Leader Blues

Friday, April 24, 2009

TOP STORY >> Surveys show golf course idea is expensive

Leader staff writer

At last week’s city council workshop on making North Hills Country Club a viable golf course again, Sherwood Parks and Recreation director Sonny Janssen said he wasn’t sure how much revenue would be generated from greens fees, cart rentals or purchases at the snack bar.

But perhaps he does have an idea.

In 2007, three different studies were done to determine the cost of bringing the golf course back up to par, the cost to maintain the course and the number of rounds that had to be played to break even.

All three studies suggested the course would lose money for the first three years before holding its own in its fourth year of operation and those figures were based on 23,000 to 30,000 rounds of golf being played there annually.

Many of Sherwood’s aldermen have expressed a desire to spend up to $500,000 to turn the defunct North Hills Country Club into a playable golf course even though three previous studies have suggested much higher costs.

City officials will listen to residents’ input at two public hearings – one from 5 to 7 p.m. Monday at city hall and the other May 11.

Council members are considering reopening North Hills Country Club by next spring as a golf course, but in increments to help offset costs.

Just how much it would cost to maintain the course year to year at this point is another unknown, Janssen said at Monday’s meeting, adding that consulting with a knowledgeable golf course manager to pin down costs is needed.

Yet the city has already consulted with three different professional organizations and has cost figures available.

In May 2007, the city received an analysis and projections report from W.P.D. Golf Management and Consulting. Also in May 2007, the city reviewed a market profile report from Paladin Golf Marketing, and about the same time the city received a 28-page golf course maintenance evaluation for North Hills Country Club from International Golf Maintenance. A month earlier the city reviewed a preliminary “Review for Financial Viability of North Hills Public Golf Club” from Spears Consultants.

Spears Consultants projected a reasonable cost for the 106-acre country club and golf course was $1.5 million. The city, through its condemnation procedures, ended up paying $5.5 million for the property, meaning a $28,000 monthly payment.
Spears projected that the cost for the necessary improvements to make the facility a viable course again was $1.19 million, plus another $81,500 in pre-opening costs. The consultant estimated first year expenses at $234, 587 for clubhouse expenses and another $357,409 for course maintenance and $124,339 in general administrative expenses.

The city has already spent more than $100,000 renovating the clubhouse so it can be used for meetings and gatherings and more than $20,000 to fill in the old pool on the property.

The council now wants to spend $500,000 to get the golf course going.

So the tentative plan as it stood after the long discussion on Monday was to “go slow, try it out two or three years, then re-evaluate,” Janssen said. “If it makes a profit or breaks even, it could be a good venture.”

In looking at probable income, Spears based its figures on 23,380 rounds of golf the first year at $24 a round, plus incremental increases in rounds played each year. If everything went according to the projections, the course could see about a $50,000 profit at the end of its full second year.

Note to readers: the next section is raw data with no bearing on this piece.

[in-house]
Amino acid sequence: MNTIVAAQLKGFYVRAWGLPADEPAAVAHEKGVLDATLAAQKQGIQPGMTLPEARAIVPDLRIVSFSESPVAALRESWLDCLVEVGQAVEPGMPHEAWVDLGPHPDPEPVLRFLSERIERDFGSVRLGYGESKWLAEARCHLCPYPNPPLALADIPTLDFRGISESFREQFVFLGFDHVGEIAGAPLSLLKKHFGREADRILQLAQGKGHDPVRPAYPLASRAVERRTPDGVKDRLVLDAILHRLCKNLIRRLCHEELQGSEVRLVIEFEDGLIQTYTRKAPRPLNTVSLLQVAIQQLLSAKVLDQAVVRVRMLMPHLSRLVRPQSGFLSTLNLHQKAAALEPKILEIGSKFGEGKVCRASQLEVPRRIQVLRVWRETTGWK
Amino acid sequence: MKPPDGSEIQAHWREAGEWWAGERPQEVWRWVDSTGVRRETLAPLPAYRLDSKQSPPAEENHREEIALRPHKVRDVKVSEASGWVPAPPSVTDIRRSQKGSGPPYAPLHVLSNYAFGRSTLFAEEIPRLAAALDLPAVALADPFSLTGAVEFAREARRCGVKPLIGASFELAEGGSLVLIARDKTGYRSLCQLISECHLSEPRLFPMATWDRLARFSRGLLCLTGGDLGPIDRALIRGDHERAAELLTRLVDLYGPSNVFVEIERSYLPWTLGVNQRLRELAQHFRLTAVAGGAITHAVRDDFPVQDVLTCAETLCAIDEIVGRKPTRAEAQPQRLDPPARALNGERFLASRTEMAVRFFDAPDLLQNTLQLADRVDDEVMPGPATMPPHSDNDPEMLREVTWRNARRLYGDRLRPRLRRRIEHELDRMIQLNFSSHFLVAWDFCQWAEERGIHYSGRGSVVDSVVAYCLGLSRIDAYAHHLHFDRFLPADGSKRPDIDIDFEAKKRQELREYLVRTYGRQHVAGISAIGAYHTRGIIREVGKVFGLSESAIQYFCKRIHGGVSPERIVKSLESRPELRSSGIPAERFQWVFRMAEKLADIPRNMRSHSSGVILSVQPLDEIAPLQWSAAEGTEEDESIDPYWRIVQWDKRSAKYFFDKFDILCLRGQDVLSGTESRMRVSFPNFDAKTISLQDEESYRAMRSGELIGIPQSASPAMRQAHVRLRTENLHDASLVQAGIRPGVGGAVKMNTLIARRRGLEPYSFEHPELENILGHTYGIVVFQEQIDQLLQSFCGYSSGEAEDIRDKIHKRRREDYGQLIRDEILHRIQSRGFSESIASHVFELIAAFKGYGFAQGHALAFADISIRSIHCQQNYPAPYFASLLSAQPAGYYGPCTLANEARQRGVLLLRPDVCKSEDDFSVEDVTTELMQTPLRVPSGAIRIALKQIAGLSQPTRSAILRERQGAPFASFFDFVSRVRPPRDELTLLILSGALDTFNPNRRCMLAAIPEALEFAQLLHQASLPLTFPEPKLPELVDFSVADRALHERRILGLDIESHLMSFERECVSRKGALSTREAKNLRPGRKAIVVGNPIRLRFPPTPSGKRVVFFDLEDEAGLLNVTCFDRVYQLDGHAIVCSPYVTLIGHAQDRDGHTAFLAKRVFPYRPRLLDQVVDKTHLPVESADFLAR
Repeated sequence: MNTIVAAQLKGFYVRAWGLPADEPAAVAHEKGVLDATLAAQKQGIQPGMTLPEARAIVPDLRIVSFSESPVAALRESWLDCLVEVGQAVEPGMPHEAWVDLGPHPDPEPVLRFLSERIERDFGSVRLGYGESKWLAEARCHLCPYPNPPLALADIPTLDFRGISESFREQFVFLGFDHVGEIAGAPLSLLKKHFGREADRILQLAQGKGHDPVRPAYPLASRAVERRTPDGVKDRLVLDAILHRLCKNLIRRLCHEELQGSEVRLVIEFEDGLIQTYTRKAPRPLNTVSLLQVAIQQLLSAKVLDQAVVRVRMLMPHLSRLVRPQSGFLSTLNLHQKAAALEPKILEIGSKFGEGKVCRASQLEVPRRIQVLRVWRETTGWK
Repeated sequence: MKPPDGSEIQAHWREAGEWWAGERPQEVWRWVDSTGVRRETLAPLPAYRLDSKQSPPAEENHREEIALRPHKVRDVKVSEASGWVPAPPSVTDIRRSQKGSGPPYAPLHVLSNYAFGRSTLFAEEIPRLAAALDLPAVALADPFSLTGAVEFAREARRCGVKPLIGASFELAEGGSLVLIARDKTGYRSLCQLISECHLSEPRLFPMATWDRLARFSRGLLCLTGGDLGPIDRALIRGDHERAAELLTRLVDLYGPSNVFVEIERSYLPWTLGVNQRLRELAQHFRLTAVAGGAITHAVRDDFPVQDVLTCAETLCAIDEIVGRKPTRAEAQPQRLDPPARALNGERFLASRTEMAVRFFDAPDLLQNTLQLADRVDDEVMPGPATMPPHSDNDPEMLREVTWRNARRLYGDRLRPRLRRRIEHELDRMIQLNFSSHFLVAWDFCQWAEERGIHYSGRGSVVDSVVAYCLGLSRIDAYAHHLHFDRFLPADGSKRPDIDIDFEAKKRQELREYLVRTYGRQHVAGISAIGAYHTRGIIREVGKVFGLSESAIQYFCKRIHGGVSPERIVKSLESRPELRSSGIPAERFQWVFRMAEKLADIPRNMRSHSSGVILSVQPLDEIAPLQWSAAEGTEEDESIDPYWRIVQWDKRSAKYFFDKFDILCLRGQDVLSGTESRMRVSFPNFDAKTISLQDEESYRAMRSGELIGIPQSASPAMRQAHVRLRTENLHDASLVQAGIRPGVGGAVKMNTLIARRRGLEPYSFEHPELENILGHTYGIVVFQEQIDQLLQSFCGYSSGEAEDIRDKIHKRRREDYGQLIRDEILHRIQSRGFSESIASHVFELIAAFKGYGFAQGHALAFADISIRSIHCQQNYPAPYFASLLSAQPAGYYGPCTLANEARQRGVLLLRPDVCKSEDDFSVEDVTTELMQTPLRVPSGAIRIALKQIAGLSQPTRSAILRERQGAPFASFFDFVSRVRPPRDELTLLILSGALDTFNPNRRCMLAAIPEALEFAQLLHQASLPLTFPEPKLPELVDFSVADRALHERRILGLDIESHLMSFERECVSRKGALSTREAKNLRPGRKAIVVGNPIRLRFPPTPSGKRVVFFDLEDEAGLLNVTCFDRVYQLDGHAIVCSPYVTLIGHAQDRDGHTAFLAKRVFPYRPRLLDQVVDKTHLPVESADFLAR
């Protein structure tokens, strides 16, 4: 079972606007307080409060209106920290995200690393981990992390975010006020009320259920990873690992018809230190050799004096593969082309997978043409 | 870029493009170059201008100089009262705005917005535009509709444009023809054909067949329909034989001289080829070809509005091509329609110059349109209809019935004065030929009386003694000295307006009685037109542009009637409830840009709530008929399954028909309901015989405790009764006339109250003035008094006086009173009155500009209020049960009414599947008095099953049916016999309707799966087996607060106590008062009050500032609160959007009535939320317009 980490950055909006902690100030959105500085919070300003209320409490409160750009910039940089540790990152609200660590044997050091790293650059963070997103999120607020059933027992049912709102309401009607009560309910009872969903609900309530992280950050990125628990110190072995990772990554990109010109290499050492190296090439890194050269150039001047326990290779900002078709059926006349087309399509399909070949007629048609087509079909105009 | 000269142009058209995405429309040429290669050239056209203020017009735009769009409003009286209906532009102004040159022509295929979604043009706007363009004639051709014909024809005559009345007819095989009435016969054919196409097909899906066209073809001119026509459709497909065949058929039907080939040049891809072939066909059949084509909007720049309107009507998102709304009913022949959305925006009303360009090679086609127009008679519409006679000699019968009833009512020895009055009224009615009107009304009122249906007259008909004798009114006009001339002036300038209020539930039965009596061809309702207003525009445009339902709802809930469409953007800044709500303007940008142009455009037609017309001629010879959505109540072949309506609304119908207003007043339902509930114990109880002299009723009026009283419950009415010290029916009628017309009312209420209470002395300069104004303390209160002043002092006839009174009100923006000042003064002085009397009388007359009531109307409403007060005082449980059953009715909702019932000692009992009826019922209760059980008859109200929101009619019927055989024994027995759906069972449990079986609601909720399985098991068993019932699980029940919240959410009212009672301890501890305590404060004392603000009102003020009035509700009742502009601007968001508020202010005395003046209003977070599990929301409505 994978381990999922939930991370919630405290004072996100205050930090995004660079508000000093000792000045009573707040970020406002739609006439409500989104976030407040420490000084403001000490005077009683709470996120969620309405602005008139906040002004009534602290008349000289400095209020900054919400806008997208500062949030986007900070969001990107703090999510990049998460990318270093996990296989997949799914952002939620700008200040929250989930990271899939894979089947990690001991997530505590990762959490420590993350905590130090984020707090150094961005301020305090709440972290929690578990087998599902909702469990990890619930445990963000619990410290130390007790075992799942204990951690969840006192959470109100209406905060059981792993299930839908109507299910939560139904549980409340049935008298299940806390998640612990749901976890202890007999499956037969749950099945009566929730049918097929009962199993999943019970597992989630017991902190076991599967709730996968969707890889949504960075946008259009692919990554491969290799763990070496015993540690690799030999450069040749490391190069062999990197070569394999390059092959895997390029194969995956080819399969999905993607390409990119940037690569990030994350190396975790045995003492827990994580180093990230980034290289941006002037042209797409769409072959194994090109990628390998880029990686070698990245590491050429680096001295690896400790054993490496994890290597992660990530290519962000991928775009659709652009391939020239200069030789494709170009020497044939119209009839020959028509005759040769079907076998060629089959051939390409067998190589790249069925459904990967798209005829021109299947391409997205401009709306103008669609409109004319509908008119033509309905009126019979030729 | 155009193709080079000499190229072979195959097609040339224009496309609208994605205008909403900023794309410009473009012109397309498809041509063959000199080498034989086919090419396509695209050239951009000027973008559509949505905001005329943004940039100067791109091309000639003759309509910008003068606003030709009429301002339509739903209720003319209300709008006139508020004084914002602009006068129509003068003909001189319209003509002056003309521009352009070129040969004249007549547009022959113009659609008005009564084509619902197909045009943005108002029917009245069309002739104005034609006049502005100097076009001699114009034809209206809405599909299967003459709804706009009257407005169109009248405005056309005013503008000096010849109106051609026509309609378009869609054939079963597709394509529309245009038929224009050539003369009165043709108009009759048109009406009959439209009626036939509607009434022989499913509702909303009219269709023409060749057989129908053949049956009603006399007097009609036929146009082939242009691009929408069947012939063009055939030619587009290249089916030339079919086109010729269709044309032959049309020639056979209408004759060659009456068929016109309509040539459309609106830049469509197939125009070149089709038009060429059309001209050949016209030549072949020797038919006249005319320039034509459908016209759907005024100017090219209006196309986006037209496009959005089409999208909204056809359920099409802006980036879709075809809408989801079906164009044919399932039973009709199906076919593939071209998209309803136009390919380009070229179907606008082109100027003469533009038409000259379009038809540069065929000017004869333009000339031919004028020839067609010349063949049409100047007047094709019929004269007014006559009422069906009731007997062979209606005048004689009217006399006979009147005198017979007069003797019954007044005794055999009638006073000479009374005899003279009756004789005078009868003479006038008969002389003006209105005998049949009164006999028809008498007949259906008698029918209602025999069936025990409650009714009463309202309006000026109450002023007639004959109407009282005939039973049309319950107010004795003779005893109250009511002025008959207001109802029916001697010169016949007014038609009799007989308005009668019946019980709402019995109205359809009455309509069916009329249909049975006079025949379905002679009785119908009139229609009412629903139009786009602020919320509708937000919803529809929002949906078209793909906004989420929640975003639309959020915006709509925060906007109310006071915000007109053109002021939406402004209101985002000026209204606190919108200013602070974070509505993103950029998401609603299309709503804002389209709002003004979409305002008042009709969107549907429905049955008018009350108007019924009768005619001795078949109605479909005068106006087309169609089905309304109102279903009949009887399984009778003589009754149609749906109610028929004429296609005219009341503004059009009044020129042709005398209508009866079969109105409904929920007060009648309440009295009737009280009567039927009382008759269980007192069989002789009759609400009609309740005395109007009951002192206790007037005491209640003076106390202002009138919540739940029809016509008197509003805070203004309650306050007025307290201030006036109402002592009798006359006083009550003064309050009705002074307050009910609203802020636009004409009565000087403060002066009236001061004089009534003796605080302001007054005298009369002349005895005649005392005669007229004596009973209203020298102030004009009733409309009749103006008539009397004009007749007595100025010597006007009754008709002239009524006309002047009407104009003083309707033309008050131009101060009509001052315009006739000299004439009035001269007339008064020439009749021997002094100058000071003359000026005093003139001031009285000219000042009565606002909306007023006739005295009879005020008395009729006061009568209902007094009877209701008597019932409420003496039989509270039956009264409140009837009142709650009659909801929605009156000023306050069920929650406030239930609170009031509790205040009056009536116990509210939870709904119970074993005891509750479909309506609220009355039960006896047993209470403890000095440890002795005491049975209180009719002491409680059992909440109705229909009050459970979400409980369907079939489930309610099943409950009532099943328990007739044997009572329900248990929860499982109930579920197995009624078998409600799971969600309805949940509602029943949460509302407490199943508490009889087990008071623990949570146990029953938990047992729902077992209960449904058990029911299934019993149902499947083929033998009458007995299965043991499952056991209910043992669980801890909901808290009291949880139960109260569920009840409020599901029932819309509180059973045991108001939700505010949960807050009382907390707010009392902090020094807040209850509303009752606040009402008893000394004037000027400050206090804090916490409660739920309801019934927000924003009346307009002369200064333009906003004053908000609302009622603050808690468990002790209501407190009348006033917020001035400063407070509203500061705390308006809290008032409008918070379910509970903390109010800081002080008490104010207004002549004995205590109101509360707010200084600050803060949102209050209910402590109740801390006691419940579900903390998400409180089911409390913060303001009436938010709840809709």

International Golf Maintenance estimated a maintenance budget of $424,000 annually for the golf course, which included $284,000 for staffing and $139,000 for maintenance supplies and equipment.

IGM also suggested leasing all new maintenance equipment because “virtually all of the existing maintenance equipment is in need of replacement.” That cost, according to IGM, is about $400,000.

Now, the city can circumvent some of that cost using its own equipment, but then its equipment will wear out faster.

The report from Paladin called the local golf market healthy but “nearly saturated,” adding that there were about 20 golf courses already in a 20-mile radius.

The Paladin report stated that it sees “an opportunity for North Hills Golf Course to garner more than their “average” share of golf play by offering a respectable product and service while monitoring demand and pricing closely.”

Currently, upkeep of the 106-acre facility requires two full-time workers plus the help of a crew of other city workers one day a week. The golf course is open to the public now for hikes, dog walks and the like, said city parks and recreation director Sonny Janssen.

Landscape architect and golf course designer Steve Hales of ETI has suggested that it will cost $150,000 to rebuild the greens,
Other costs, according to Hales and others, just through 2009, include sprinkler system repairs at $100,000; maintenance and cart repairs at $50,000, clubhouse repairs at $50,000; signage, tools and flags at $25,000, and equipment leasing at $28,000.

Salaries for six months would be $35,000 for a golf course superintendent; $13,500 for a full-time maintenance worker and $20,400 for two part-time laborers.

Janssen said that “there are a lot of things we can do in-house” to cut costs on the project.

On a scale of 1 to 10, the initial investment of $500,000 would bring the course up to a three or four in quality, said Hales.

“That golf course has great bones and is extremely visual and fun to play,” Hales said, acknowledging also it has the reputation among some as being somewhat challenging.

“Why don’t we do a trial run to just get it up and running to see how it holds up and to limit your investment, then later bring it to full potential,” Hales suggested.

That way, the city would see if the course attracts enough golfers to justify more improvements